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Gold Finishes Best Week Since June Above $1,500

Summary:
Gold futures are finishing the trading week above ,500 for the first time in six years. Despite edging up a fraction of a percent on Friday, the yellow metal enjoyed its best week since the end of June. With central banks worldwide cutting interest rates and no end in sight to the US-China trade conflict, it is likely that gold still has some more room to grow. December gold futures tacked on .00, or 0.07%, to ,510.50 per ounce at 14:19 GMT on Friday on the Comex division of the New York Mercantile Exchange. Gold recorded a 4% weekly jump, lifting its year-to-date gains to just under 18%. Silver, the sister commodity to gold, also enjoyed another incredible week. September silver futures added %excerpt%.035, or 0.21%, to .97 an ounce. The white metal ended the trading week up 4.6%,

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Gold futures are finishing the trading week above $1,500 for the first time in six years. Despite edging up a fraction of a percent on Friday, the yellow metal enjoyed its best week since the end of June. With central banks worldwide cutting interest rates and no end in sight to the US-China trade conflict, it is likely that gold still has some more room to grow.

December gold futures tacked on $1.00, or 0.07%, to $1,510.50 per ounce at 14:19 GMT on Friday on the Comex division of the New York Mercantile Exchange. Gold recorded a 4% weekly jump, lifting its year-to-date gains to just under 18%.

Silver, the sister commodity to gold, also enjoyed another incredible week. September silver futures added $0.035, or 0.21%, to $16.97 an ounce. The white metal ended the trading week up 4.6%, increasing 2019 gains to more than 9%.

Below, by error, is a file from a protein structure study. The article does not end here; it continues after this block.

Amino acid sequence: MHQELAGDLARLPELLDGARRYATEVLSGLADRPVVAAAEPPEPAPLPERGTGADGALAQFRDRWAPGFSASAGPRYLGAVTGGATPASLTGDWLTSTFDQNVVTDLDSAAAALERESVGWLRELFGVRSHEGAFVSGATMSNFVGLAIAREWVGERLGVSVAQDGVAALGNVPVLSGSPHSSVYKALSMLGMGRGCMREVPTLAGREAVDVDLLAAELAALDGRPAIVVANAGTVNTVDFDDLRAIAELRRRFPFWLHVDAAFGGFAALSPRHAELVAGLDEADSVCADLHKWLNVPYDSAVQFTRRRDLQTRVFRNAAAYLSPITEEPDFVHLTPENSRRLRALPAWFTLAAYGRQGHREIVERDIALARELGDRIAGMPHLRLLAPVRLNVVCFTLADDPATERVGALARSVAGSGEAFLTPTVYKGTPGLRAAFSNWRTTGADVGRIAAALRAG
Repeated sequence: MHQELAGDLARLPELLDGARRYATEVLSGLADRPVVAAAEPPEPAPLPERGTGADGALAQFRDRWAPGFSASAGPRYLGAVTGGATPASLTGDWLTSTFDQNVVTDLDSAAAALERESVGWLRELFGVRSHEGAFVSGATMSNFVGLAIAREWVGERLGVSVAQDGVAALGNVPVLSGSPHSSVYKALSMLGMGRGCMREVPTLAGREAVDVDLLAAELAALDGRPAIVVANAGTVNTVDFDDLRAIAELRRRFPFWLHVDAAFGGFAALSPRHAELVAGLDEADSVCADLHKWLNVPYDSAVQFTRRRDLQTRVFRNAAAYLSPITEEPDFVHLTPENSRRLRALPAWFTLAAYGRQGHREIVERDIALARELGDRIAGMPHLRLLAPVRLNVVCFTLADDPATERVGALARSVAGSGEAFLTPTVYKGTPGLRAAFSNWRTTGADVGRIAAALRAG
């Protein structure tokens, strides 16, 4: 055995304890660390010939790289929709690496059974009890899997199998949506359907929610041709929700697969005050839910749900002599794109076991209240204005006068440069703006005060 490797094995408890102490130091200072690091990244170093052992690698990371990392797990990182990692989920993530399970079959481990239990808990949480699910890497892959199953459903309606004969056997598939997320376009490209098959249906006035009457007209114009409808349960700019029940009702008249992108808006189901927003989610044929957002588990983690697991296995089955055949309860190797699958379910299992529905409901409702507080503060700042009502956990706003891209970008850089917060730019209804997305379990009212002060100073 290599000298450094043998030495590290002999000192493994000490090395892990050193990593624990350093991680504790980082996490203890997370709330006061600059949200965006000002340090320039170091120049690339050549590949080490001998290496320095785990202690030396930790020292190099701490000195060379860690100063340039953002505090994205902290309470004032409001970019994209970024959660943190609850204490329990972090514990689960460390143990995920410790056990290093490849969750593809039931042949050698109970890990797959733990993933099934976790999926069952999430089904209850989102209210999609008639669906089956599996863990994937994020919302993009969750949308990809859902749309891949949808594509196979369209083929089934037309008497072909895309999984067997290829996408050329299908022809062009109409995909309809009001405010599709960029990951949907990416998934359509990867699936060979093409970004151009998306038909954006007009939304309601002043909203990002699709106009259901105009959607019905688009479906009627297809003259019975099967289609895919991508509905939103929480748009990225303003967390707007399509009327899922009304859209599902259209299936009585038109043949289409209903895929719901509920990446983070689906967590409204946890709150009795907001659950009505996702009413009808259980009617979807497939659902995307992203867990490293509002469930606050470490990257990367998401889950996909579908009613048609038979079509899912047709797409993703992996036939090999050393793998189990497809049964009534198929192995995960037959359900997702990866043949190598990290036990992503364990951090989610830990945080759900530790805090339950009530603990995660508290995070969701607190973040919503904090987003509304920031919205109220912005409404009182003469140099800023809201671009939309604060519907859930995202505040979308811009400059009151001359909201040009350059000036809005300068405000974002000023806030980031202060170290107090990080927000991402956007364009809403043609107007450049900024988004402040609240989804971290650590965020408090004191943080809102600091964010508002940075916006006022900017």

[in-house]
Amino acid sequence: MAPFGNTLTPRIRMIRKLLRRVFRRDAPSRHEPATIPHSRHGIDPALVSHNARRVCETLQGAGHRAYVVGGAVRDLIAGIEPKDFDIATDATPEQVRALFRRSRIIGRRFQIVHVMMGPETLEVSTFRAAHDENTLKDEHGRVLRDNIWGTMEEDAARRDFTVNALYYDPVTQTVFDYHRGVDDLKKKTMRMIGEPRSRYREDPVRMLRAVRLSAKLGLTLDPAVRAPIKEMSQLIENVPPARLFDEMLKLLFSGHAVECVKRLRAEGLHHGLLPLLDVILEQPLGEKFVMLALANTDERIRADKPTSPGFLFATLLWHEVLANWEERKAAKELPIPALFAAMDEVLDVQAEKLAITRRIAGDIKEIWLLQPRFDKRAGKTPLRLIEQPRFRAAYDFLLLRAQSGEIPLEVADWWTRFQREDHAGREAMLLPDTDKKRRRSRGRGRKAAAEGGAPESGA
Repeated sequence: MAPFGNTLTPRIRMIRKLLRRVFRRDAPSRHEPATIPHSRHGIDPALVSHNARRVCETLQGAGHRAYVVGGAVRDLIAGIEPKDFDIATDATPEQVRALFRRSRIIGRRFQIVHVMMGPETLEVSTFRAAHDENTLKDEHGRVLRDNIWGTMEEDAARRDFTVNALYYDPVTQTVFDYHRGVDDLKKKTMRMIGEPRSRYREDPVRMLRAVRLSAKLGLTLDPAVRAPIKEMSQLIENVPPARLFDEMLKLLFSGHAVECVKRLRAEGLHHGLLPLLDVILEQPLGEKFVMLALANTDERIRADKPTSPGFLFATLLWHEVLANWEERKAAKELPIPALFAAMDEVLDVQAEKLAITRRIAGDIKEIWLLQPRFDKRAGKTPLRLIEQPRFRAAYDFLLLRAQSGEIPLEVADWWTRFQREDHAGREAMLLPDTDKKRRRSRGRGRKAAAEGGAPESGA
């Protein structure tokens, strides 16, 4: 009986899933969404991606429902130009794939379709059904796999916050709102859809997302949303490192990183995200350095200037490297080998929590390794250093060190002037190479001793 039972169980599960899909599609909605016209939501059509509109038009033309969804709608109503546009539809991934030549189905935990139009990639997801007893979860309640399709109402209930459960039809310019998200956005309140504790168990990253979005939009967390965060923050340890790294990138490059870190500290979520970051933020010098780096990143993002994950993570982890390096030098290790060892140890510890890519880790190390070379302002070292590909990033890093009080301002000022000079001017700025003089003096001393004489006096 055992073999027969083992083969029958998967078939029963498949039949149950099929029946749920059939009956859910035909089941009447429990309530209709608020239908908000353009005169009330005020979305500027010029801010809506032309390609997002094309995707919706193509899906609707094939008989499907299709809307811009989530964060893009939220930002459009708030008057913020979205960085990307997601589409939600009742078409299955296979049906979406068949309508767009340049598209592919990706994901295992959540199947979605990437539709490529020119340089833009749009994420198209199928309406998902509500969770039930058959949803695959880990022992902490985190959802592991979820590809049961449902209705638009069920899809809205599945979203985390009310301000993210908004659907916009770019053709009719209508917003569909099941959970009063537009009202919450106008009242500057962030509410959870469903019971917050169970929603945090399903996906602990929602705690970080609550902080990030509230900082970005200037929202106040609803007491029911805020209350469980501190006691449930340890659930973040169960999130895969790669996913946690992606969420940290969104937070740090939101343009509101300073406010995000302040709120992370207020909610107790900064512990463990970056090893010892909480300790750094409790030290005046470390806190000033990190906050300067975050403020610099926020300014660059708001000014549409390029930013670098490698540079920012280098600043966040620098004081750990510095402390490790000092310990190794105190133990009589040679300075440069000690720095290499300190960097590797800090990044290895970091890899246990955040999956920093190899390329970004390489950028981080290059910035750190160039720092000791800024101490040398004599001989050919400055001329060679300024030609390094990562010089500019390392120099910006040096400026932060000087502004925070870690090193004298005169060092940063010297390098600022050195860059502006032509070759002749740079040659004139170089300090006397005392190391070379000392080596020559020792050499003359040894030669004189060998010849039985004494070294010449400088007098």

Precious metals are rallying as of late, buoyed by a large number of factors. But what makes these elements bullish for bullion is that they could linger on for many weeks or months to come.

Recently, the central banks of India, New Zealand, and Thailand surprised investors as they introduced a series of rate cuts, signaling to policymakers that accommodation is here to reverse the economic slump. These moves came a week after the Federal Reserve slashed its benchmark interest rate for the first time in more than a decade by a quarter-point to a target range of 2.00% to 2.25%.

Europe, meanwhile, continues to contend with instability and weak economies. The latest development involved Italy and the leadership requesting a snap election. The European Union’s third-largest economy is embroiled in political chaos as the government clashes with Brussels over the budget. The news, which could take place in the fall, sent European markets plunging.

Trade remains in the spotlight after the White House said that it is no longer interested in working with Chinese telecommunications juggernaut Huawei. The administration further noted that it is not ready to make a trade deal. Beijing, on the other hand, might target US crude oil in its quest to retaliate against the latest 10% tariffs on the remaining $300 billion in Chinese goods.

Metals also received a slight boost on a weaker US dollar as the greenback tumbled 0.13% to 97.49. A lower buck is good for commodities priced in dollars because it makes it cheaper for foreign investors to buy.

All these factors are driving investors into safe-haven assets, like gold and even bitcoin. Bank of America Merrill Lynch said in a report on Friday that precious metal funds reported their fourth-largest inflows in history.

Does this mean $1,550 is gold’s next target? It should be a compelling second half for gold.

In other metal markets, September copper futures slipped $0.015, or 0.6%, to $2.59 per pound. September platinum futures shed $4.30, or 0.5%, to $863.20 an ounce. September palladium futures edged up $2.40, or 0.17%, to $1,415.90 per ounce.

If you have any questions and comments on the commodities today, use the form below to reply.


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Andrew Moran
I am a full-time professional writer. Prior to my self-employment, I worked as a reporter for Digital Journal covering the politics beat and The Toronto Times reporting on the city’s entertainment scene. I currently write mostly about business, marketing and finance

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